We hope that you had a joyous Christmas, but our work is not quite finished for this year. Through Wednesday of this week we will send truncated versions of our daily newsletter keeping you abreast of the latest headlines. Today we have our eye on the border restrictions that retightening in much of East Asia due to a resurgence of the Covid pandemic in some countries as well as concerns about the emergence of the more infectious UK variant Covid-19. We also take a look at a major development in Yokohama, where the mayor is effectively reversing her position on respecting a popular referendum on IR development.
First, the news
- Covid-19 resurgence forces new wave of travel curbs
- Yokohama mayor violates promise to respect IR referendum
- Nagasaki to begin RFP process on January 7
- Tomakomai mayor presses Hokkaido to rejoin IR race
- Macau visitation in November up 9.3% over October figure
- HK police arrest 16 in raid on VIP gambling operation
- Philippines extends U.K. flight ban, no plans for others yet
- South Korea extends social distancing until January 3
- Court tells IPI to send representative who can make decisions
- Malaysians complain police not taking action on gambling, drugs
What you need to know
As we head into the final days of 2020, Covid-19 is once again ramping up in Asia creating new challenges for travel and tourism and triggering a new wave of restrictions. Over the Christmas holidays, most countries around the region have once again tightened their borders as new cases rise. The discovery of a new, highly contagious strain of the virus in the U.K. has heightened concern amongst regional authorities, many of which had been looking forward to restarting travel in the New Year.
Yokohama Mayor Fumiko Hayashi is effectively violating her promise to respect the results of a popular referendum on IR development. In mid-October, as citizen activists were engaged in two separate signature-gathering campaigns, one calling for Hayashi’s recall as mayor and another calling for a popular referendum on IR development, Hayashi appeared to give her first acknowledgement that the people of her city might have some choice in whether or not an IR should be constructed. “If a referendum is held and there is much opposition to an IR, I would like to respect the results.” She further clarified that “respecting the results” meant that the IR licensing bid would be dropped.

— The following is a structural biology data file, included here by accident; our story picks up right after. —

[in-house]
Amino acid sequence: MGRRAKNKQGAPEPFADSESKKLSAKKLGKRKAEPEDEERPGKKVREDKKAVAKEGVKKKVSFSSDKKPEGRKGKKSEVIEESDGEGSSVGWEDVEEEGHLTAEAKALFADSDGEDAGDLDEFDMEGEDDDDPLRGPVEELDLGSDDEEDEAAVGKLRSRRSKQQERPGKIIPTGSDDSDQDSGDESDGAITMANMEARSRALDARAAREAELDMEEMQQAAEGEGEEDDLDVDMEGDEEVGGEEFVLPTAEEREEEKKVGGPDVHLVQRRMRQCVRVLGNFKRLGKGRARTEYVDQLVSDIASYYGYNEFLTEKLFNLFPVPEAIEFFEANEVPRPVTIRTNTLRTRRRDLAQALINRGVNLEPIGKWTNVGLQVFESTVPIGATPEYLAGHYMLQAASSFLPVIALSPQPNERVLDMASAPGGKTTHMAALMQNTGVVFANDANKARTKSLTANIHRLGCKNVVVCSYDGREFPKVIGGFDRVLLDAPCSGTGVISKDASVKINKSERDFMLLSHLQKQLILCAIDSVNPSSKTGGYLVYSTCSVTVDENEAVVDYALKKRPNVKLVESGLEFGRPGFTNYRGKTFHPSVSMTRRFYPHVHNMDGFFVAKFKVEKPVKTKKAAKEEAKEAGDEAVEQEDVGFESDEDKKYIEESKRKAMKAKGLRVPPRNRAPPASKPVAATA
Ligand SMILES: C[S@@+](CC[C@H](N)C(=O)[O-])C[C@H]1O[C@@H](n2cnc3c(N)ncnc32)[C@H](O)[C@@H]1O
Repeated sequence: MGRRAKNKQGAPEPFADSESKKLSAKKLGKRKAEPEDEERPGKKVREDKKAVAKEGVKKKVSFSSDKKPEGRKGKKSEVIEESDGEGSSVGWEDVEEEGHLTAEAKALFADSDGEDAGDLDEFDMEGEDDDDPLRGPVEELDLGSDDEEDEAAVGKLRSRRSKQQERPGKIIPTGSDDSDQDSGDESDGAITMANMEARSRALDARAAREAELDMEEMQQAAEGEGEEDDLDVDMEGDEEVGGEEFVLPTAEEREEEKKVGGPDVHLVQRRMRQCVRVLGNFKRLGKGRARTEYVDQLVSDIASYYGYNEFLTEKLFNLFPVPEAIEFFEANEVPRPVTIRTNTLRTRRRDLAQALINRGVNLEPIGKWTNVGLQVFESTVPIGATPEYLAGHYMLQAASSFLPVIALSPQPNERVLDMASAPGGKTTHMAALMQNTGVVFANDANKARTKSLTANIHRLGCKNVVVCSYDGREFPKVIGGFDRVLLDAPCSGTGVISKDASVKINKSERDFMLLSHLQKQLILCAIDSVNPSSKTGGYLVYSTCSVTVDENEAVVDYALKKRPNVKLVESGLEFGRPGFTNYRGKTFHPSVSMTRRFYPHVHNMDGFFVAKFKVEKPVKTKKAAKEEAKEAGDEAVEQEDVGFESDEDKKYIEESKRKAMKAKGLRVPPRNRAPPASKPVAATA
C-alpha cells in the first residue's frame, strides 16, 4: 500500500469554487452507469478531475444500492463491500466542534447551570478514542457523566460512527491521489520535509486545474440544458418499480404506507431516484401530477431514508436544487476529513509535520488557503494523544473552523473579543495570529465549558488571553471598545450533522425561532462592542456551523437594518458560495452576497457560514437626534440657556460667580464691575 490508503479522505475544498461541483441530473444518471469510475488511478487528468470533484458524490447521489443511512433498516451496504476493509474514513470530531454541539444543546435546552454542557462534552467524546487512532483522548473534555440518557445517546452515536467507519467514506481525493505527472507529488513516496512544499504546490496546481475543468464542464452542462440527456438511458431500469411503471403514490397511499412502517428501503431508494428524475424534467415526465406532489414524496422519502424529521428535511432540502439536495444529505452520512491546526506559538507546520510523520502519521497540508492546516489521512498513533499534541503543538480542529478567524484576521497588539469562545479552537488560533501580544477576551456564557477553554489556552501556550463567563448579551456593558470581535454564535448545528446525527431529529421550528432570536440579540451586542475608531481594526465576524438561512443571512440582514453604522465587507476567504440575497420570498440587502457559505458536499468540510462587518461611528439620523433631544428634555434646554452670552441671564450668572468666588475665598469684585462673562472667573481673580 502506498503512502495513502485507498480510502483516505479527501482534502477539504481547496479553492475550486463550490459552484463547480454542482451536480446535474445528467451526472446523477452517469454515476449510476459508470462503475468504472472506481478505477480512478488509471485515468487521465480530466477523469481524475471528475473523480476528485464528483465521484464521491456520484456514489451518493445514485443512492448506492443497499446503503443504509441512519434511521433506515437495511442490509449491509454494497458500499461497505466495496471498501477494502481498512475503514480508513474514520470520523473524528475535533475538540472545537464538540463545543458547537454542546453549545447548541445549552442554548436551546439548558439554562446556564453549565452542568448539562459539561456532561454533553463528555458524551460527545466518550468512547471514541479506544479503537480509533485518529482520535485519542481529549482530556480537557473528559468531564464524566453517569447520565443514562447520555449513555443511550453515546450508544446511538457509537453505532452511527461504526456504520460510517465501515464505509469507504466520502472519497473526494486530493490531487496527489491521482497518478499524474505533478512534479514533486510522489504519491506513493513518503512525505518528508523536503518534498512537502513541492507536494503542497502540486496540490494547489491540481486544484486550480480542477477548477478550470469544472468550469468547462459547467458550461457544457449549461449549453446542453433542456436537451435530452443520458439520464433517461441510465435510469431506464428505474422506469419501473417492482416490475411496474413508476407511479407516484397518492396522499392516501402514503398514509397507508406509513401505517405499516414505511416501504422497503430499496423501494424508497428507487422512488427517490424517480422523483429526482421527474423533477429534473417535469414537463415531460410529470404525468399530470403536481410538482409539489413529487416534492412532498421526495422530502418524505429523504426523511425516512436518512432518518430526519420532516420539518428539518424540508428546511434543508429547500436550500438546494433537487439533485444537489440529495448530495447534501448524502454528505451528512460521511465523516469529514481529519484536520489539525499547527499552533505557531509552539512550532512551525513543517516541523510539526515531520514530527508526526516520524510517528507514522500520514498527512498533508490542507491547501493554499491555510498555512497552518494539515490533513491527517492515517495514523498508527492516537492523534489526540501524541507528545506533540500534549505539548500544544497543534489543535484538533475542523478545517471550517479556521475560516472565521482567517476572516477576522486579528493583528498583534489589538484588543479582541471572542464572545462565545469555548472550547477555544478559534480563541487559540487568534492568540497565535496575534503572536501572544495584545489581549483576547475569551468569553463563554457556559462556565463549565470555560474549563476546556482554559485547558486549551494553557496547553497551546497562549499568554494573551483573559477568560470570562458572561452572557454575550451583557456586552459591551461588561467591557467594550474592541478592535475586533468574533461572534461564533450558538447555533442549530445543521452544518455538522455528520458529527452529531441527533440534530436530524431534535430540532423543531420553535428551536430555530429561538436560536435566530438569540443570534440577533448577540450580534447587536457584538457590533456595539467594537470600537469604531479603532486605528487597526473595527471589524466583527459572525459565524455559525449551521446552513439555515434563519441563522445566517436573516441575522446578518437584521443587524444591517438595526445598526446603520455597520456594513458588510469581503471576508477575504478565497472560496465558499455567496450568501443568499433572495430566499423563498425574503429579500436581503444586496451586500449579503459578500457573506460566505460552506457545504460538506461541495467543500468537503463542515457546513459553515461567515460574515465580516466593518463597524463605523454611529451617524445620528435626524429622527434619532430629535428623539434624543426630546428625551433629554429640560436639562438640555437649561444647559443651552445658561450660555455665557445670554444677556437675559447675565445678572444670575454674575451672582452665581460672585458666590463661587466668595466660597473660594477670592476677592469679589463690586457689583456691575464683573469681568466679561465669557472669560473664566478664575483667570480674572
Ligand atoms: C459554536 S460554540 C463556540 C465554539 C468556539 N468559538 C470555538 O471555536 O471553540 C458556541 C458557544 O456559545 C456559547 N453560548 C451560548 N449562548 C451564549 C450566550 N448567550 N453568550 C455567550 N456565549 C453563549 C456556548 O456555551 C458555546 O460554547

The year that changed the game
The event likely to have the most long-lasting impact is the NSW Casino Inquiry. Although a report is not due to be handed down by Commissioner Bergin until February 2021, evidence given during the hearings, as well as matters that have arisen in the course of submissions, have highlighted matters which any gambling licensee, whether based in Australia or overseas, should heed in conducting their business.
Efforts to authorize integrated resorts in Japan will continue, even as Japan is dealing with a change of government and a global pandemic. The government is expected to take affirmative efforts to advance the complex process surrounding the issuance of IR licenses; if it does not, it will risk further delays and the loss of interest in Japan by many of the major gaming companies.
It has been a really unique and indeed surprising year to say the least. When live sport ground to a halt earlier in the year, we lost 95 percent of our live sport feeds in a matter of days. That would have signaled logically some tough and challenging times for all in the sector.